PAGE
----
In addition to discouraging investment in innovation and research, Pande feels piggybacking may put consumers at risk, since if ingredients are not identical, safety data are not applicable. Adds Benjamin, “It is important to realize that processes can differ in subtle ways that may have an unforeseen impact on the chemical make-up of the final product.” Boot claims, for instance, that it would be misleading for another company to allege it has a product with the safety profile of his company’s ingredient, without knowing the methodologies used to produce it. “Our NDIN contained important manufacturing information that FDA saw, but redacted confidential data,” he says.

Tim Hammond, vice president of sales and marketing at Bergstrom Nutrition, says his compnany takes the lead on clearing regulatory avenues for customers using its branded ingredients. But, he voices the frustration over what has been happening next, once raw commodity manufacturers step into the picture. “We have discovered competitors quoting our GRAS dossier and claiming the distinction, as well as mimicking specifications, despite utilizing a completely different purification process,” Hammond says.

Since the NDI guidelines have not been finalized, however, Pande notes that it remains to be seen whether NDINs will ultimately provide market exclusivity. The NDI process, he says, is focused on the safety of the product and not on intellectual property rights. Blanch echoes him in saying that DSHEA describes the NDI process as a means to promote the introduction of safe ingredients, not to provide protection for companies with successful filings. “Why shouldn’t a substantially equivalent ingredient being produced by another manufacturer also be considered acceptable, similar to the food additives listing?” Blanch asks. Food additives, once approved, can be used by any manufacturer.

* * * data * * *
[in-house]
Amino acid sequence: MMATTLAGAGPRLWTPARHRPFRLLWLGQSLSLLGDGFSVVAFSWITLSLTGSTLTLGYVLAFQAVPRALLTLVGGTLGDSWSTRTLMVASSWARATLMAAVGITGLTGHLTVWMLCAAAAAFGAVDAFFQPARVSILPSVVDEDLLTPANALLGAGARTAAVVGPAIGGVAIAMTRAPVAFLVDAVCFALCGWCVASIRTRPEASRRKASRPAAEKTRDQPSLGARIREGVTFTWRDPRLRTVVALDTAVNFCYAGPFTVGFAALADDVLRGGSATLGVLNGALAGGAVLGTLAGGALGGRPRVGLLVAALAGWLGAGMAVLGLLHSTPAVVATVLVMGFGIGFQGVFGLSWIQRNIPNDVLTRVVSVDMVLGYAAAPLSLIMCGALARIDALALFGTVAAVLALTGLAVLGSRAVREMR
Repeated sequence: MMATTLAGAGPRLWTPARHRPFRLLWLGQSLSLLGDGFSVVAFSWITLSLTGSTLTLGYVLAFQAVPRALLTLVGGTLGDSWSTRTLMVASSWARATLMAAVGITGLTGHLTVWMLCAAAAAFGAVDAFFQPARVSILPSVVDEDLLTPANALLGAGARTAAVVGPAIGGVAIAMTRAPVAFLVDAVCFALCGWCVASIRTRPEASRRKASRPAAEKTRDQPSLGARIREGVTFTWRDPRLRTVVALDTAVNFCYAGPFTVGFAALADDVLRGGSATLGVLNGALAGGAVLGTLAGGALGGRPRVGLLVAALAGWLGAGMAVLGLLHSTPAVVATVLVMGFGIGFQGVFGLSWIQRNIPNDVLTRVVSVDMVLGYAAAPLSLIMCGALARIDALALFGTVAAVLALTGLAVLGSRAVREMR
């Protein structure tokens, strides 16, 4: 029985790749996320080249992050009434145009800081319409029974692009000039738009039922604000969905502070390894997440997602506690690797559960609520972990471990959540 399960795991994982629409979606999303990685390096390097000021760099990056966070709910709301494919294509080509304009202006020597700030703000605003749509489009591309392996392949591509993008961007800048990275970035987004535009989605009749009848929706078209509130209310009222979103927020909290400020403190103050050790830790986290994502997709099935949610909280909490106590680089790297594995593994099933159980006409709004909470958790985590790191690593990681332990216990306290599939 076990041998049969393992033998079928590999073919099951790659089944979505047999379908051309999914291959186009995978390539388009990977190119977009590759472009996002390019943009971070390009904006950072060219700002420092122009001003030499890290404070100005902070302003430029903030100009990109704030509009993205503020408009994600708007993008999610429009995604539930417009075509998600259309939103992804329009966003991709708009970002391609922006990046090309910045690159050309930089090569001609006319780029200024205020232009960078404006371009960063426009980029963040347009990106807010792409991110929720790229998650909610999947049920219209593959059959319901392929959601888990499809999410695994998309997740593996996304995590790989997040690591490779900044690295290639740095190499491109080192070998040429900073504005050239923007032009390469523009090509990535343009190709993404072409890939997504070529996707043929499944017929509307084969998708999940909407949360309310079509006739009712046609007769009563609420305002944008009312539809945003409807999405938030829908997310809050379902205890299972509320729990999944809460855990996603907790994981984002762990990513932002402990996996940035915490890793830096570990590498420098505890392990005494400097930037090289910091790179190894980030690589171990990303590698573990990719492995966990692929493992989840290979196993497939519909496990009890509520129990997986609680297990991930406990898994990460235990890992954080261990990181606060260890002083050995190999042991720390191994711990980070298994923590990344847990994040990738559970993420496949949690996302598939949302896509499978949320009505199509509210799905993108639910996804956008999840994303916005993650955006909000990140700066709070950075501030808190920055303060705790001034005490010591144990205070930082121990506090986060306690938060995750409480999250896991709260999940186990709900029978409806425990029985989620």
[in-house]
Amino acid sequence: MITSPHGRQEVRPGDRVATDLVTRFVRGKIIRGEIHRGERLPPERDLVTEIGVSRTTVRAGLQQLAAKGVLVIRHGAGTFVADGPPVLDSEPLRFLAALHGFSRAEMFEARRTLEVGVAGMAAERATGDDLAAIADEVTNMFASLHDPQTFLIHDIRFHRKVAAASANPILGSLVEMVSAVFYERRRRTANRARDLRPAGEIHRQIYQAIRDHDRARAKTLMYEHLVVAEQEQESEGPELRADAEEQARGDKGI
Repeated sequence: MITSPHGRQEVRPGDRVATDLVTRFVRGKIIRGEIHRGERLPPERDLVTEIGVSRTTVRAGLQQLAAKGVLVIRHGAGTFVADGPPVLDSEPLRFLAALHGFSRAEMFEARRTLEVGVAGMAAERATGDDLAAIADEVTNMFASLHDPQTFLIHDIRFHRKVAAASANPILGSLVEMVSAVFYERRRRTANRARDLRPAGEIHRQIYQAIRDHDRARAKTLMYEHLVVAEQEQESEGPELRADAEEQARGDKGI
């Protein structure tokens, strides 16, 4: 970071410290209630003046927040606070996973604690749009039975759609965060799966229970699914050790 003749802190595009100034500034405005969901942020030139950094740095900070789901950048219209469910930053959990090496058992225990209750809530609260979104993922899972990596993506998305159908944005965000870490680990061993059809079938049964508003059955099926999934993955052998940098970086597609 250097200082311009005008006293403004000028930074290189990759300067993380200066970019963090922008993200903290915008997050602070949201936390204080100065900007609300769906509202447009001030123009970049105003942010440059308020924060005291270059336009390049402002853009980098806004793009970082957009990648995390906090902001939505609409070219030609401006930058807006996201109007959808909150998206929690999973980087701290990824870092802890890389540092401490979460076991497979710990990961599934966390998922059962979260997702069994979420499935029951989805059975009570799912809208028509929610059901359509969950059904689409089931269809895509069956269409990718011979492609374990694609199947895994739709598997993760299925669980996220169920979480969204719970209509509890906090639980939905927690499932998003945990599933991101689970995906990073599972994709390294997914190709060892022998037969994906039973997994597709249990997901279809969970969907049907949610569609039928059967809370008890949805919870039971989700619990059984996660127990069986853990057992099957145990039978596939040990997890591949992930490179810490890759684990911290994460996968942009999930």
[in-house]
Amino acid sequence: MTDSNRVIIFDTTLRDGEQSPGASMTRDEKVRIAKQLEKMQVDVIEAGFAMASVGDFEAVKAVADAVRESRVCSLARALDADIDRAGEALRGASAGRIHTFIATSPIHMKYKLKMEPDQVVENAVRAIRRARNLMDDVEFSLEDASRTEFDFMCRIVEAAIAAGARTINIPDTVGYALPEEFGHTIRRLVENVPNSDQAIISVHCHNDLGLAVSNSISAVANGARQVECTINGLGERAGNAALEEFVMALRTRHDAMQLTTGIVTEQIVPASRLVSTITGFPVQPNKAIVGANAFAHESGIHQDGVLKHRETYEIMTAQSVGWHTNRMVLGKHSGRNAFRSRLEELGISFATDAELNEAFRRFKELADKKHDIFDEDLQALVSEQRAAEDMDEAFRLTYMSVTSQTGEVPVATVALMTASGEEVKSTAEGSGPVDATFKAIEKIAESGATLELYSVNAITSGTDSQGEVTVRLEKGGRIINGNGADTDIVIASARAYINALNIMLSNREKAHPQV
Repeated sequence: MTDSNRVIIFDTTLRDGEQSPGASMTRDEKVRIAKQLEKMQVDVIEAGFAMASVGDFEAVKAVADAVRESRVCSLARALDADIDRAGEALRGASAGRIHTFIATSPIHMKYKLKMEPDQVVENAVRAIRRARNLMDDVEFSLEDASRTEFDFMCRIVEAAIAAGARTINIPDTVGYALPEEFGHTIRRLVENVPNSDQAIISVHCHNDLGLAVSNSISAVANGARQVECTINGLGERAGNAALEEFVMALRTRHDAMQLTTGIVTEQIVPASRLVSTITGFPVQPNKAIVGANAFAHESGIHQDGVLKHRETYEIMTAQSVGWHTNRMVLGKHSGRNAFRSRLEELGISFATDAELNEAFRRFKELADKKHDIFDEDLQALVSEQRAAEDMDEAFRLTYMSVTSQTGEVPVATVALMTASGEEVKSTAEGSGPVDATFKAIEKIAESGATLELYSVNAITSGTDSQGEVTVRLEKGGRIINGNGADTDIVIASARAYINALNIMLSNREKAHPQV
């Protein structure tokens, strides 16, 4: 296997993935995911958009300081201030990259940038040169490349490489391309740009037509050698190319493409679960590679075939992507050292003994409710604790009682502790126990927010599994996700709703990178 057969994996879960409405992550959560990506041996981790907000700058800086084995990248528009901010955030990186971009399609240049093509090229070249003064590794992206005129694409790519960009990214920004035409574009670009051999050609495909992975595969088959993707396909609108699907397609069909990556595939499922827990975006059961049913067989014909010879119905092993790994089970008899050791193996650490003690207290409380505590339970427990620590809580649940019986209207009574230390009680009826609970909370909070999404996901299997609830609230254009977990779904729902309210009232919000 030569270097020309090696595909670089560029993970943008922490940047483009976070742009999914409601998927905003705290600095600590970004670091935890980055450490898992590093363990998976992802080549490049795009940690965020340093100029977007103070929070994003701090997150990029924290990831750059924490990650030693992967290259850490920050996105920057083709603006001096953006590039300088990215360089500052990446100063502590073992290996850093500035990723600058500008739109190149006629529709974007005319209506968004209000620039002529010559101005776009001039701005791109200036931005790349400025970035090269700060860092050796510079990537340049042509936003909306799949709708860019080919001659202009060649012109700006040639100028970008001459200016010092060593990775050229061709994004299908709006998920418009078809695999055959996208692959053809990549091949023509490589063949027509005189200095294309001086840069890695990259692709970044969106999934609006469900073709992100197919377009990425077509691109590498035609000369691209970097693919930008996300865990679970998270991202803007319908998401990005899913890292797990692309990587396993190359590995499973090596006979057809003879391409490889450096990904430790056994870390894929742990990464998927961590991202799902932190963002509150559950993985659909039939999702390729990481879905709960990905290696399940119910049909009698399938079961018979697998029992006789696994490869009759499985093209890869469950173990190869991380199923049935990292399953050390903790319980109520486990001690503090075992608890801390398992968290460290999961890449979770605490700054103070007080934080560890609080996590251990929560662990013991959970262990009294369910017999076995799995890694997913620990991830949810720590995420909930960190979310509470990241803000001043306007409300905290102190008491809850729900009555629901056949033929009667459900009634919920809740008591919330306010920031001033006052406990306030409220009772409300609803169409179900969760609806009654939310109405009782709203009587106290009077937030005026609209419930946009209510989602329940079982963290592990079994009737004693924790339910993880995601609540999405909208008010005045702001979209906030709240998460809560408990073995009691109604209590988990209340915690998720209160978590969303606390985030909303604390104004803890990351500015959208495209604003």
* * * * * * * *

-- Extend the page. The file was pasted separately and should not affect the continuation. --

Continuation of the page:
However this particular issue shakes out, transparency on the part of suppliers will be a virtue moving forward. Says Paul Dijkstra, CEO of InterHealth Nutraceuticals, Benicia, CA, “Suppliers should be clear as to the NDI status of the ingredients in their product portfolios.”


Adulteration: What to Watch For

Natural products, like all commercial goods, are subject to the forces of supply and demand. When supply can’t meet demand, it often leads some to make products that aren’t quite what they claim to be. Adulteration is also a result of the simple lure of taking shortcuts to increase profit. Cases of contamination also fall under the umbrella of adulteration.

See explains that when a particular ingredient has high demand but short supply, some suppliers choose to include substitutes that are not the real deal. “The only way to overcome or resolve this issue is for